For example, AVCs are at the heart of Electricity North West’s CLASS (Customer Load Active System Services) voltage control initiative, heralded by Ofgem as “a cost-effective, low carbon technology that has the potential to reduce bills to consumers … and can make a major contribution to our Full Chain Flexibility vision for a secure, affordable, net-zero electricity system”.

Ofgem’s approval of CLASS as an example which others can follow is a game-changer. It enables DNOs to become actively involved in managing voltages at distribution level and minimising the need to call on backup generators – short term operating reserves (STORs) – which can be highly carbon-intensive and expensive to run.

CLASS uses voltage control relays in its substations to adjust voltages. These are linked to a control centre, which uses an advanced network management system to balance the distribution network, by responding immediately to changes in supply and demand.

Voltages can be increased or reduced by amounts that are imperceptible to consumers. So, customers’ electrical and electronic equipment will run at the voltage for which it was designed, which saves energy, reduces carbon and extends service life.

Nationwide deployment of CLASS is believed to have the potential to shave £1 billion off UK electricity bills and cut emissions significantly in the coming years. It also has enormous export potential, wherever countries similar challenges in transitioning to low carbon electricity.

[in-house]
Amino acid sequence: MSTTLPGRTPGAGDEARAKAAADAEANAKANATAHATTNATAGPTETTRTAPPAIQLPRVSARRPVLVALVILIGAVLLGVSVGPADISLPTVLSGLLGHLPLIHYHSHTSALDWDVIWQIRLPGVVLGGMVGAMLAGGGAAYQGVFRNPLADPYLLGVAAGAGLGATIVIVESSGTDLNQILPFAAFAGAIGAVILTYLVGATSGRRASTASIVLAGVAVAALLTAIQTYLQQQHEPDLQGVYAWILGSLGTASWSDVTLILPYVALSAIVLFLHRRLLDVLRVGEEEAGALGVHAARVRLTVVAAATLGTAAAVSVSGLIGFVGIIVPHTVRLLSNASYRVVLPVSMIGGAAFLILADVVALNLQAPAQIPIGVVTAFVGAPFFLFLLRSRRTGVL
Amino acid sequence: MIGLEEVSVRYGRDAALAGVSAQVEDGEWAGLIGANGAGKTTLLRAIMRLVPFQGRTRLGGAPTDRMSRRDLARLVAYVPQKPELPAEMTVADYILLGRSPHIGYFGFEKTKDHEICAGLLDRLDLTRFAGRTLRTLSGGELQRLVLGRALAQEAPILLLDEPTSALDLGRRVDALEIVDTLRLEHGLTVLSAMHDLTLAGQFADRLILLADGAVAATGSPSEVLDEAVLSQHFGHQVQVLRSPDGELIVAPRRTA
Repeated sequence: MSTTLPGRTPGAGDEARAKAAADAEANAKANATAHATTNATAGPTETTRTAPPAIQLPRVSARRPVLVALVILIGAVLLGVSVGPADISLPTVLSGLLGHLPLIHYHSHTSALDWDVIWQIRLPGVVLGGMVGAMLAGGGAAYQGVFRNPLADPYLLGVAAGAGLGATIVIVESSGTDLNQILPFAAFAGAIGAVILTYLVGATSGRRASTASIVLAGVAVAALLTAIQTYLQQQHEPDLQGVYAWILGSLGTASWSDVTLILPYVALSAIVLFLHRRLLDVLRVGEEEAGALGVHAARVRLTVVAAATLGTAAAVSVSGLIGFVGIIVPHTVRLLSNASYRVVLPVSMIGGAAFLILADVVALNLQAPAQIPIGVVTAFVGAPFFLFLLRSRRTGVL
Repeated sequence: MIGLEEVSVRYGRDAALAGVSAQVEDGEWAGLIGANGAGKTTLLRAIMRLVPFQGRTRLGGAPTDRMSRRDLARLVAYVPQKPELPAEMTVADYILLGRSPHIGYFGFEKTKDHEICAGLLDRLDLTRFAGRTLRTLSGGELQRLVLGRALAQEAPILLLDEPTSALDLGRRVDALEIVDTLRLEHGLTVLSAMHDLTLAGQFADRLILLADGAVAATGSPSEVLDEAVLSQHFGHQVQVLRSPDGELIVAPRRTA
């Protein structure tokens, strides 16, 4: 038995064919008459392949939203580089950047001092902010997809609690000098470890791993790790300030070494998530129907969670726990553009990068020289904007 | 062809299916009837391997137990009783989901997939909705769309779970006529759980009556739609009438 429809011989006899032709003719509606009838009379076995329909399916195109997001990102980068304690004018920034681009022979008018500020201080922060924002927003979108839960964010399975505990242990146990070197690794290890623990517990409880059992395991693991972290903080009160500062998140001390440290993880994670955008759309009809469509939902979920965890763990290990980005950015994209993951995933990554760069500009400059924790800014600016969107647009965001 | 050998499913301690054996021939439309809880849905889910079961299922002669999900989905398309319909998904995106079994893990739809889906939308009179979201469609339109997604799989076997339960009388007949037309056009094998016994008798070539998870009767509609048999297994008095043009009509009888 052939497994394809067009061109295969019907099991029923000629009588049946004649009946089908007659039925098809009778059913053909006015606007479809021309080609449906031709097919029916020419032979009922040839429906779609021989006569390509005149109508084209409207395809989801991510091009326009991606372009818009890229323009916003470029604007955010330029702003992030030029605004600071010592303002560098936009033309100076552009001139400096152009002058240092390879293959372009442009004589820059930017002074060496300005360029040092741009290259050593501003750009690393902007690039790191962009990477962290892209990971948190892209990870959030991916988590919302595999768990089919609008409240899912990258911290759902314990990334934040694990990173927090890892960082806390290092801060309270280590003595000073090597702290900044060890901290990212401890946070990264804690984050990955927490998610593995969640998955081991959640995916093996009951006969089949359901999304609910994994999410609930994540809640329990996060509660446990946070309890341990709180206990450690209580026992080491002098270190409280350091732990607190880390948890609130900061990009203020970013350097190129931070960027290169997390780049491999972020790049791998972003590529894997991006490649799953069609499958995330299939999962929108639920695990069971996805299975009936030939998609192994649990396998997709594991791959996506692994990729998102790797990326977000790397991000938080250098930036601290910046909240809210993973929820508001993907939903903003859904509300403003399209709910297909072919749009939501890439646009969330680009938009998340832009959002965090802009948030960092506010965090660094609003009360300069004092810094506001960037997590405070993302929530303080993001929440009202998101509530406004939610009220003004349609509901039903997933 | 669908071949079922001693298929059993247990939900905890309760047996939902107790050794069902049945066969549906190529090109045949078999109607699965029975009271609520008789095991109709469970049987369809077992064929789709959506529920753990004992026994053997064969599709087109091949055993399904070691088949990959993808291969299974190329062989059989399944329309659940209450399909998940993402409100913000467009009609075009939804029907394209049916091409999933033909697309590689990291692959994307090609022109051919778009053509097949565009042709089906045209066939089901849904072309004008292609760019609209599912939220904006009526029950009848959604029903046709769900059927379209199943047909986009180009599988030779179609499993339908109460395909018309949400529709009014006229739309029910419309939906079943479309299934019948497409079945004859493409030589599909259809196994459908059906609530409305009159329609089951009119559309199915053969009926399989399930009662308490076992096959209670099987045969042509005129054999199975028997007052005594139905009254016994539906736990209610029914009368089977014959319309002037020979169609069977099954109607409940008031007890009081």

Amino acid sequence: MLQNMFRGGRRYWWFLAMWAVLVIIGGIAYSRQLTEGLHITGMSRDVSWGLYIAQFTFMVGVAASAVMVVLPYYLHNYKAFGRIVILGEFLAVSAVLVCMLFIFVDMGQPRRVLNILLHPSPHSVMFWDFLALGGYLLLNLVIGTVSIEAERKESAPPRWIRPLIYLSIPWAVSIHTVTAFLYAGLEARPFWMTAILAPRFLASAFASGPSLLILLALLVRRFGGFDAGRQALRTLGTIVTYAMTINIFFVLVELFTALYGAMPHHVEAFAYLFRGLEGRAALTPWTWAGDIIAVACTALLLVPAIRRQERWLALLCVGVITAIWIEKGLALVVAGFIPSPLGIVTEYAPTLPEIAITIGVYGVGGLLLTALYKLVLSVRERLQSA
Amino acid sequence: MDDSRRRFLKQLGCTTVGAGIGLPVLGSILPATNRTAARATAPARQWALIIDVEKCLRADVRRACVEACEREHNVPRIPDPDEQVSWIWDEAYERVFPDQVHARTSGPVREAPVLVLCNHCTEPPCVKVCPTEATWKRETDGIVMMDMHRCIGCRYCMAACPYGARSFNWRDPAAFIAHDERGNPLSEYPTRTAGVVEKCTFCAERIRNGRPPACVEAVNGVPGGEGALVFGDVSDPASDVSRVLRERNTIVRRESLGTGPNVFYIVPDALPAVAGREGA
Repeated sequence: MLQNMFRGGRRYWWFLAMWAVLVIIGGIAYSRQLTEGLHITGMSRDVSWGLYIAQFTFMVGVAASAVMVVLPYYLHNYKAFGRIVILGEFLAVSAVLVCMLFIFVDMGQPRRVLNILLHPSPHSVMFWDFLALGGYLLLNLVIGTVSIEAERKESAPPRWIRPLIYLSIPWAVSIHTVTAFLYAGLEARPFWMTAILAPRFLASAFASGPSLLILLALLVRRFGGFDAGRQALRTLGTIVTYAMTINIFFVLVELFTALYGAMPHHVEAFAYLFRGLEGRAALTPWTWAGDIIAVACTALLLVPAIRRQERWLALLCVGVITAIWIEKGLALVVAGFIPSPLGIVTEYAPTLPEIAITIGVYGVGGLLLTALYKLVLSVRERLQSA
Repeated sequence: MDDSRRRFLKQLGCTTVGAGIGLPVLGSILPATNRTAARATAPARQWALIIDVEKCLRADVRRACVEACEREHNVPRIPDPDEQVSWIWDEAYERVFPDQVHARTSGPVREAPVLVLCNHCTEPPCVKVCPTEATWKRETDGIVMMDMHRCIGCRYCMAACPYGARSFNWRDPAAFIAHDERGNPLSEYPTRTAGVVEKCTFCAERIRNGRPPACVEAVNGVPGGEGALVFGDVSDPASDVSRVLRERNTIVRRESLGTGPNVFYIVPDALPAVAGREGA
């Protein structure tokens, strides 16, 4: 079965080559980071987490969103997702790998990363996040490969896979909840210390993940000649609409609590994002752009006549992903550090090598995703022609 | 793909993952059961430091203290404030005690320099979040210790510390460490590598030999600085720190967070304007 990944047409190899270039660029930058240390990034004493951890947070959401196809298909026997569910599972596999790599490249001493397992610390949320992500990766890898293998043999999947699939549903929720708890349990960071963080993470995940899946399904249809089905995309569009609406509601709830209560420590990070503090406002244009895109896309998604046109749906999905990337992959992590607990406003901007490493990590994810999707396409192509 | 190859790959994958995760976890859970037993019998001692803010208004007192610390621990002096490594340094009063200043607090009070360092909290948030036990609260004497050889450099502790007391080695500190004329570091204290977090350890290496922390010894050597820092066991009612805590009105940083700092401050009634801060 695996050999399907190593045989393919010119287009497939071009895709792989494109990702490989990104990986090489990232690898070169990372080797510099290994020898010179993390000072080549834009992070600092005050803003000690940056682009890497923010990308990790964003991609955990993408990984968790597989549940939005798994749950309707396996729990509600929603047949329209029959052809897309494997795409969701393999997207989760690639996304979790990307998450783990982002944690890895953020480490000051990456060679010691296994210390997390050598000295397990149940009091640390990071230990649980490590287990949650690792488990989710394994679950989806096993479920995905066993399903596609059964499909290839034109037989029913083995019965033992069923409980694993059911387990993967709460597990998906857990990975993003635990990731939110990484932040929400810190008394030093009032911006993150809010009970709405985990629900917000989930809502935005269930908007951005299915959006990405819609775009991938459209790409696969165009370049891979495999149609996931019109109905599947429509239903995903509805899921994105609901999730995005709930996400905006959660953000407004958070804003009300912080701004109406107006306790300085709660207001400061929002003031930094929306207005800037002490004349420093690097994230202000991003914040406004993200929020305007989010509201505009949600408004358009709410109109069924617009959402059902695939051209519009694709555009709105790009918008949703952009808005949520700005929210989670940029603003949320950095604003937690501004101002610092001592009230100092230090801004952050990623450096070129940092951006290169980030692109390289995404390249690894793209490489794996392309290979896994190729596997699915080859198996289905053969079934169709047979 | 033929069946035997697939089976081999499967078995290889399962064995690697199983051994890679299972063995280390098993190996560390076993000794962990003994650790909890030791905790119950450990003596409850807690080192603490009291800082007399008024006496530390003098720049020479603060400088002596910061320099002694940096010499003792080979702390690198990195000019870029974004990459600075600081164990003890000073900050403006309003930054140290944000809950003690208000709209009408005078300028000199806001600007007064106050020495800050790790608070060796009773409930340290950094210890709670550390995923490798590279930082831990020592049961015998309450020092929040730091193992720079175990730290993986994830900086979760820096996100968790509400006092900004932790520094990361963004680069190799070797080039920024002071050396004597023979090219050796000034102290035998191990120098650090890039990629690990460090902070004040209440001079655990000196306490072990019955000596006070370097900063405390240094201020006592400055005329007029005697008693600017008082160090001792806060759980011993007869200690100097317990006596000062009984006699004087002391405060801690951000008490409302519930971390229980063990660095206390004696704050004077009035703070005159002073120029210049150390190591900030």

Using data to optimise voltages

Similarly, we have worked with Northern Powergrid on its groundbreaking BEET initiative which uses data from customers’ smart meters to optimise voltages on the networks – potentially shaving £20 off average bills. The company also believes it could cut carbon emissions by up to two million tonnes a year, if applied nationally: the equivalent of removing 200,000 cars from the road.

By gathering and analysing information from smart meters, BEET enables Northern Powergrid to adjust voltages safely across the grid to optimum levels. Customers do not have to do anything or sign up for the service, as it works automatically ‘behind the meter’ and ensures service as normal. People with smart meters that display voltages can see that they are at optimal levels. And those who do not have smart meters also benefit, because the data is used to optimise voltages across the whole local network.

Northern Powergrid plans to roll BEET out to around 80% of its 3.9 million customers by 2033 – and share learnings freely, so it can be adopted by fellow distributors across the UK and globally.

Voltage control cuts costs AND carbon

Uncontrolled voltages are a tremendous waste of energy and money. But reaching for carbon-intensive backup generation as the primary method to keep the grid in balance is expensive and produces unnecessary emissions.

By contrast, BEET and CLASS prove that controlling voltages with smarter technologies can be a win-win for network operators, consumers and the environment, by delivering lower costs and less carbon, plus greater quality and reliability of supply.

Useful links

ENWL Introducing the CLASS Project

Northern Power Grid BEET